- Get your O365, Intune, Azure AD Premium tenants all setup. Ideally, you’ll use the same Azure AD backend for everything. I started with O365, like most customers do.
- Provision an O365 E3 trial – take note of your global admin credential. It will be something like email@example.com.
- You really want to setup a custom domain name. Head over to GoDaddy or similar and get one. I grabbed getmobile.mobi and set all that up using O365. It’s nice because O365 has a direct tie-in to GoDaddy – so you just provide your GoDaddy credentials in the O365 admin portal and it goes out and provisions all the DNS records you need to get mail flowing. If you don’t get a custom domain you’ll probably have trouble getting the mail flow working properly.
- Now take that same credential and go login to the Intune portal and setup a trial there using the same credential. Now both will share the same Azure AD backend.
- Now in your Azure subscription go to the Azure Active Directory section and click on NEW and take all the defaults to create a new Azure AD tenant…EXCEPT…choose the option to add a directory that’s already been created so that you can bring it into the Azure portal for management.
- Now you’ll see the ‘yourcompany.onmicrosoft.com’ tenant in your Azure portal. You can now go to the license tab in the Azure AD tenant and enable AD Premium.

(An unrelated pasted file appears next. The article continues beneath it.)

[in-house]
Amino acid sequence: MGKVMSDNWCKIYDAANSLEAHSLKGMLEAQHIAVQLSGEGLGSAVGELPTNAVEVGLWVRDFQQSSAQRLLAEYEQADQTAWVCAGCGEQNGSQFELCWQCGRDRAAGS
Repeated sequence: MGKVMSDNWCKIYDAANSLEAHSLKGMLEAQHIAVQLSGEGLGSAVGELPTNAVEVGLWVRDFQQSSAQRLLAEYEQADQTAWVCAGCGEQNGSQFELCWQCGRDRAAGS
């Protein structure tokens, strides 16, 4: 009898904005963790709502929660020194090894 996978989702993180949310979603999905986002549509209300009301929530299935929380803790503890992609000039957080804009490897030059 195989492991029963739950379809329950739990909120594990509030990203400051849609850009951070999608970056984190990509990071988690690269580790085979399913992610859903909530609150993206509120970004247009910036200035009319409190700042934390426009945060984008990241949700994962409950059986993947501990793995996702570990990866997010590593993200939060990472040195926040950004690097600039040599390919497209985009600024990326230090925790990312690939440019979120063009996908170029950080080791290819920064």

- It’s worth mentioning that you need to assign an AD Premium license to not only the users but also to the admins that are logging into the portal. If you don’t, then the admins will not be able to see the premium features available in the ‘configure’ tab for the directory.
- OK, now you have all your tenants setup using the same Azure AD backend. Now it’s time to build out the main components of the lab.
- Another cool by-product of this arrangement is that you can provision the licenses for all these services for each user in the O365 portal at one time.
Building out AD/ADFS/WAP
- Certificates: If you have access to a public signed certificate for your lab (say a wildcard or SSL cert) then it will make your life easier. I use DigiCert and create a handful of SSL certificates for my ADFS server, WAP and SCCM servers so that I don’t have to use self-signed certs or use the AD certificate services. If you don't then the guides below will help you understand what you need to have from a cert perspective but it’s one of those necessary evils that you have to have in place for this lab to work (The WAP can ONLY accept HTTPS traffic, for example) so there’s no way to work around it.
- Active Directory: Not much to say here – this process is pretty well documented and cut and dry. One thing I did though to make my life a bit easier was use the same internal AD domain as the internet domain name I acquired through GoDaddy. So, for me I use GETMOBILE.MOBI both inside and outside.